In Mayor Mike Duggan’s keynote address at the Mackinac Policy Conference a couple weeks ago, he laid out his vision for 20-minute neighborhoods in Detroit. These would be neighborhoods where you could walk or bike 20 minutes from your home to get whatever you need.
For those of us who live here, that seems like a pipe dream.
Duggan talks about this plan for three neighborhoods to start: Fitzgerald around McNichols/Livernois, Southwest near Clark Park, and West Village. How do you use vacant land in these neighborhoods to make it work? In his address (see video below), he describes his plan for this conversion in the Fitzgerald neighborhood:
- Renovate homes with federal affordable housing funds that would normally go toward apartments (70 houses in the Fitzgerald neighborhood). This affordable housing would give families a chance to live in these neighborhoods.
- Build a greenway through vacant lots (much like the Dequindre Cut) to connect the neighborhood and make it easier for residents to ride or walk through.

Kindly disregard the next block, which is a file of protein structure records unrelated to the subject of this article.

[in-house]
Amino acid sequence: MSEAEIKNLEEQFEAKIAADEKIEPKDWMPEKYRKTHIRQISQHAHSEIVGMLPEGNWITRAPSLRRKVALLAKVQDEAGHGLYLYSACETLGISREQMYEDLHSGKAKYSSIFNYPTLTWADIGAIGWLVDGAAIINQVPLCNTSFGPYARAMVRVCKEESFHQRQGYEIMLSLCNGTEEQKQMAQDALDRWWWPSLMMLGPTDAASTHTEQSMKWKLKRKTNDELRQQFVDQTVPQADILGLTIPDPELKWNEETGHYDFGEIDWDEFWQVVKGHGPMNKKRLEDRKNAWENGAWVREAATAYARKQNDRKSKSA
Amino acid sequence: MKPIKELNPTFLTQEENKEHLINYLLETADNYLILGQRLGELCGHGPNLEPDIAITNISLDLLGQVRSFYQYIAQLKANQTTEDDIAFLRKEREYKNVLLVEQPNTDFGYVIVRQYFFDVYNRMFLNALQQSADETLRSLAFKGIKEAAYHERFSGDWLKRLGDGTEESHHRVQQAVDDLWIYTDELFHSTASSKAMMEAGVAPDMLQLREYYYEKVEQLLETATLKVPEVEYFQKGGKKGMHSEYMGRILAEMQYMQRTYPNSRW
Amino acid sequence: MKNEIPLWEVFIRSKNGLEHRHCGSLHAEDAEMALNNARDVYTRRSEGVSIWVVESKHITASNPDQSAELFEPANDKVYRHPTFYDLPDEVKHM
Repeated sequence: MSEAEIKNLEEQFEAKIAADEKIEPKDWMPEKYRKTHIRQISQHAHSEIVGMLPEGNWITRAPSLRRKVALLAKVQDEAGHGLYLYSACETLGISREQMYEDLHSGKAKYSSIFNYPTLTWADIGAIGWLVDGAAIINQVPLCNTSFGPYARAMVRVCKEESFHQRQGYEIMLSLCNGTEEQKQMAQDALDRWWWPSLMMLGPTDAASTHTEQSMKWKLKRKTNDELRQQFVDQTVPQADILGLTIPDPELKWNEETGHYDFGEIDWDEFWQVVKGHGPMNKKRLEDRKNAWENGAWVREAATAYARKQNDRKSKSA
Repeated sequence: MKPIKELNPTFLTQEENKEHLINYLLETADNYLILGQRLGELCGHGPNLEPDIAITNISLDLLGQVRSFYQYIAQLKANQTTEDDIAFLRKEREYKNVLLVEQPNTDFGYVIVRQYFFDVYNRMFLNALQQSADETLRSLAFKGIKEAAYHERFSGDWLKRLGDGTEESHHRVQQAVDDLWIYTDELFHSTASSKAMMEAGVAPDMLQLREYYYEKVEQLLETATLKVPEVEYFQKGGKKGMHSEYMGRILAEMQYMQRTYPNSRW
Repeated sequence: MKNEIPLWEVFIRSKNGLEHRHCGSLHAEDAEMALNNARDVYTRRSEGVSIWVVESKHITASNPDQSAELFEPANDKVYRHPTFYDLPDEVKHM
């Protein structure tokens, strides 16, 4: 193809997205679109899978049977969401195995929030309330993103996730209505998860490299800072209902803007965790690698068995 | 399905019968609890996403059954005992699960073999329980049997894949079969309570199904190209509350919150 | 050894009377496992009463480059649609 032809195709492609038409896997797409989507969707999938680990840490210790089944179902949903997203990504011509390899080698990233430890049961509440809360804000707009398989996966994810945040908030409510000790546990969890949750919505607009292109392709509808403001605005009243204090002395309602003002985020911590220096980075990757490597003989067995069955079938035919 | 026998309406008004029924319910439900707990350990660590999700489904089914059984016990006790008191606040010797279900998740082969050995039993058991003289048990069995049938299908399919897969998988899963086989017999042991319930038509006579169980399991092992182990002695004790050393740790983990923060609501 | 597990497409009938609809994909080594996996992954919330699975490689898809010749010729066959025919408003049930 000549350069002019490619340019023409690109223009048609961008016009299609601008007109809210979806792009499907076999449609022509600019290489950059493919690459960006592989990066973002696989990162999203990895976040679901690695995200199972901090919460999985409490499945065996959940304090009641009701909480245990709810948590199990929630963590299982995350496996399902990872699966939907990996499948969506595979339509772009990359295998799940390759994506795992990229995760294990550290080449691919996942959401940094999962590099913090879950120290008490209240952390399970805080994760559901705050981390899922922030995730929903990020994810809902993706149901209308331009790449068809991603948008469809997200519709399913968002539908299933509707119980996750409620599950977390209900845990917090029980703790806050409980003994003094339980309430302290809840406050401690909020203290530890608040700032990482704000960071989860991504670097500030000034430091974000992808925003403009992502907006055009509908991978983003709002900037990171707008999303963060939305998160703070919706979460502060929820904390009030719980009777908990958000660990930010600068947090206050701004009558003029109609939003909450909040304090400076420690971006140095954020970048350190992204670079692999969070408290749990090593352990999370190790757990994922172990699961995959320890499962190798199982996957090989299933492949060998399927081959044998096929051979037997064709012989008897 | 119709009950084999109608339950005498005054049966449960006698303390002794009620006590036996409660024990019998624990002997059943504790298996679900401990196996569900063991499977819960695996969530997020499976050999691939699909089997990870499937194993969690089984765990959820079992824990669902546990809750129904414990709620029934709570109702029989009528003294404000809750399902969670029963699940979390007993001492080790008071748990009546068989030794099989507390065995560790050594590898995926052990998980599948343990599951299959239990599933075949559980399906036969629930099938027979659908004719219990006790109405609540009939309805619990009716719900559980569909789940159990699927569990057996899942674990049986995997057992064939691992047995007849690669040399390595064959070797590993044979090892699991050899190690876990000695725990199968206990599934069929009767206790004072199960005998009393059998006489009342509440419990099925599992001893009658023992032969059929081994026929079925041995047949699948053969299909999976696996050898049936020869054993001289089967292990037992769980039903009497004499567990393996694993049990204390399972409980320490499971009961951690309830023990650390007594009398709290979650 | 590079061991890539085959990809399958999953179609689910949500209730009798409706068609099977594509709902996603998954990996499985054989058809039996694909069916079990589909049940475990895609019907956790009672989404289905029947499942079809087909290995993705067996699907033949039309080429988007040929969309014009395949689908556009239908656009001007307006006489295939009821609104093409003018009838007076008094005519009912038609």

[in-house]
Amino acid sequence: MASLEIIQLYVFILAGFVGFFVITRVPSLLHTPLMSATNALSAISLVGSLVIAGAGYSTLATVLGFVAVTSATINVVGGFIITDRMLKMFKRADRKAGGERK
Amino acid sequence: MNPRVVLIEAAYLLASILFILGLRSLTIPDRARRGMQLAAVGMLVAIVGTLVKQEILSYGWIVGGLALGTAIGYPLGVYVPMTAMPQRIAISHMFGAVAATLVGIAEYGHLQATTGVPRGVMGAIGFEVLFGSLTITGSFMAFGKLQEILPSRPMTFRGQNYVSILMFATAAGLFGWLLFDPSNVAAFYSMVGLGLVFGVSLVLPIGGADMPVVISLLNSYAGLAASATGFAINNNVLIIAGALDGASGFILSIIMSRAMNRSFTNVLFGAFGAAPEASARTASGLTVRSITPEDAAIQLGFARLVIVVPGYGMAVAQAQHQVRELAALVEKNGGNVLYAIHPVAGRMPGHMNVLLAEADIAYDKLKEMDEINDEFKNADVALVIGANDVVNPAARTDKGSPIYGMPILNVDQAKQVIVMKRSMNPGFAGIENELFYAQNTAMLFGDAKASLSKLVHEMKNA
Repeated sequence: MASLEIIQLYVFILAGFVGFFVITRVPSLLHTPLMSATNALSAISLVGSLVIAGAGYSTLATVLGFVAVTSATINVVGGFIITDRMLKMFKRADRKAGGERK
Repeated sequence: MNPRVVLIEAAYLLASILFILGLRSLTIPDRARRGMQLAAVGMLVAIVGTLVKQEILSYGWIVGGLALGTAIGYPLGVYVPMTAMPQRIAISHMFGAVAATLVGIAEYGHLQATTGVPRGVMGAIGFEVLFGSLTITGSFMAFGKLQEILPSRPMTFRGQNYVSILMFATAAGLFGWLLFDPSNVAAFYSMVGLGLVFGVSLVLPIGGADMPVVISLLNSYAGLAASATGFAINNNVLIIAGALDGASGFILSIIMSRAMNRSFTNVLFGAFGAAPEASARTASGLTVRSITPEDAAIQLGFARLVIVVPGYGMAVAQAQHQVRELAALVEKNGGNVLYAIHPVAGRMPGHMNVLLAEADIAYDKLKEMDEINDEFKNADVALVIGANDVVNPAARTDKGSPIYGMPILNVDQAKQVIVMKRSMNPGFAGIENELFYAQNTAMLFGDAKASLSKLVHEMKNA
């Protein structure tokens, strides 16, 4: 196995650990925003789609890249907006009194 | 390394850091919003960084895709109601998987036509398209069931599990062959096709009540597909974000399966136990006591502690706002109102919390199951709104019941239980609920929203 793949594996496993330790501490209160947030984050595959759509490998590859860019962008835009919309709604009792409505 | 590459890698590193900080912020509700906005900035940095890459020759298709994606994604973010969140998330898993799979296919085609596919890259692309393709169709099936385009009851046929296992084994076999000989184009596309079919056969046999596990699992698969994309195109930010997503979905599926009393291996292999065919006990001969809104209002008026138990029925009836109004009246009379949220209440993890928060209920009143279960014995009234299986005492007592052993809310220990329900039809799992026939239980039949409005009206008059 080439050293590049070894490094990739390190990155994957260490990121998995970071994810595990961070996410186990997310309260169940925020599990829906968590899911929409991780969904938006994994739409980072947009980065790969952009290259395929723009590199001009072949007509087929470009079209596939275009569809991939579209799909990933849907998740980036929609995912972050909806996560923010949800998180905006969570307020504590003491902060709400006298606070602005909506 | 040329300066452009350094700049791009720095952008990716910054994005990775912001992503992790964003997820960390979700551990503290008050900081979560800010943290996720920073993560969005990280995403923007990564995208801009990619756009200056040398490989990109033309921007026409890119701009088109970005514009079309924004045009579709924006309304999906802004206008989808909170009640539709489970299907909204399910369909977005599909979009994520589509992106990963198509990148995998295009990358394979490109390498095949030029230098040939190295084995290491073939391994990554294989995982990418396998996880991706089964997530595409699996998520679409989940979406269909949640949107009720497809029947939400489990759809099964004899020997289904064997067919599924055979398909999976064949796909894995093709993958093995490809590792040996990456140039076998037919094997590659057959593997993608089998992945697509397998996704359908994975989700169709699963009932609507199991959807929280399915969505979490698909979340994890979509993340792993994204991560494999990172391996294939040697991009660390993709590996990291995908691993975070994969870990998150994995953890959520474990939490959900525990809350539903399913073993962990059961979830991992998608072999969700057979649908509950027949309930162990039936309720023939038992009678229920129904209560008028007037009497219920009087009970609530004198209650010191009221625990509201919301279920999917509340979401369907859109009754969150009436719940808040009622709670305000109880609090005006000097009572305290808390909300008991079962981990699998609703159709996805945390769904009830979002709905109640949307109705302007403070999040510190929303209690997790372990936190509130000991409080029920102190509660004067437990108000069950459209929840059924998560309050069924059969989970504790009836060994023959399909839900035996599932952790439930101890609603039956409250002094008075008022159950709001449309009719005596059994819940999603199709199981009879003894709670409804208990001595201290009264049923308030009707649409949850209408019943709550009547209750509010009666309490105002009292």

- Add beauty to neighborhood by turning vacant lots into wildflower meadows or orchards or gardens.
- Renovate vacant apartment buildings to add density and build affordable student housing.
- Improve streetscapes in medians.
- Add protected bike lanes to increase modes of transportation.
- Add retail in adjacent commercial corridors.
(The talk about these neighborhoods starts at 11:30)
So what do you think, Curbed readers? With so much talk around Midtown, Downtown, and anything around the M-1 rail, is this a viable plan to improve Detroit’s neighborhoods? Can Detroit neighborhoods become more walkable? And what basic needs are missing from these ideas?
- Detroit’s all in for greenways and protected bike lanes [Detroit Greenways Coalition]
- Could the 20-minute neighborhood work in Detroit? [Detroit Free Press]